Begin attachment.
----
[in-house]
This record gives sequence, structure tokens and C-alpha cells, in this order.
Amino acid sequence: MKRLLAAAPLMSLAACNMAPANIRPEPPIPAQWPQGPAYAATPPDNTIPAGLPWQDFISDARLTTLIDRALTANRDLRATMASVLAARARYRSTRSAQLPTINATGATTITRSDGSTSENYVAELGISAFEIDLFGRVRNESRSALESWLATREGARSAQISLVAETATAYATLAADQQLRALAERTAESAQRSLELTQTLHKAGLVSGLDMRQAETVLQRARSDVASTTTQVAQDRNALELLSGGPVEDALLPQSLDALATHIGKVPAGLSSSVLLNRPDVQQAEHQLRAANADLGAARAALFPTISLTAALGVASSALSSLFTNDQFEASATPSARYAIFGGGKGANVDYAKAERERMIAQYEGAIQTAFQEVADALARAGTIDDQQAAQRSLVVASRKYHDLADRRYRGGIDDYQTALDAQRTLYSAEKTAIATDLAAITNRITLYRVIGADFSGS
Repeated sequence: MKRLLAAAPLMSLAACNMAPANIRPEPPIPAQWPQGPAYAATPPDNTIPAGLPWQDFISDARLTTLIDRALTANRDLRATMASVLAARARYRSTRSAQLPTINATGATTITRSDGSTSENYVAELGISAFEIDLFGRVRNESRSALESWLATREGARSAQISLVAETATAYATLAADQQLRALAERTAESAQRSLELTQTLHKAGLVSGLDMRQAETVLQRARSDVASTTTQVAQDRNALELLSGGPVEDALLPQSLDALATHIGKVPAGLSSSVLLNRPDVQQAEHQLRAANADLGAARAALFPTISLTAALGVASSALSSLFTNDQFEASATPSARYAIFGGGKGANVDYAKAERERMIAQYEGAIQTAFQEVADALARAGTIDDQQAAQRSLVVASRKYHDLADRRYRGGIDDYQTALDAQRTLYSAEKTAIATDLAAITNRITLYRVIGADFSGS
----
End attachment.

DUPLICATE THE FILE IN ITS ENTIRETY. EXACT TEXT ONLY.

[in-house]
This record gives sequence, structure tokens and C-alpha cells, in this order.
Amino acid sequence: MKRLLAAAPLMSLAACNMAPANIRPEPPIPAQWPQGPAYAATPPDNTIPAGLPWQDFISDARLTTLIDRALTANRDLRATMASVLAARARYRSTRSAQLPTINATGATTITRSDGSTSENYVAELGISAFEIDLFGRVRNESRSALESWLATREGARSAQISLVAETATAYATLAADQQLRALAERTAESAQRSLELTQTLHKAGLVSGLDMRQAETVLQRARSDVASTTTQVAQDRNALELLSGGPVEDALLPQSLDALATHIGKVPAGLSSSVLLNRPDVQQAEHQLRAANADLGAARAALFPTISLTAALGVASSALSSLFTNDQFEASATPSARYAIFGGGKGANVDYAKAERERMIAQYEGAIQTAFQEVADALARAGTIDDQQAAQRSLVVASRKYHDLADRRYRGGIDDYQTALDAQRTLYSAEKTAIATDLAAITNRITLYRVIGADFSGS
Repeated sequence: MKRLLAAAPLMSLAACNMAPANIRPEPPIPAQWPQGPAYAATPPDNTIPAGLPWQDFISDARLTTLIDRALTANRDLRATMASVLAARARYRSTRSAQLPTINATGATTITRSDGSTSENYVAELGISAFEIDLFGRVRNESRSALESWLATREGARSAQISLVAETATAYATLAADQQLRALAERTAESAQRSLELTQTLHKAGLVSGLDMRQAETVLQRARSDVASTTTQVAQDRNALELLSGGPVEDALLPQSLDALATHIGKVPAGLSSSVLLNRPDVQQAEHQLRAANADLGAARAALFPTISLTAALGVASSALSSLFTNDQFEASATPSARYAIFGGGKGANVDYAKAERERMIAQYEGAIQTAFQEVADALARAGTIDDQQAAQRSLVVASRKYHDLADRRYRGGIDDYQTALDAQRTLYSAEKTAIATDLAAITNRITLYRVIGADFSGS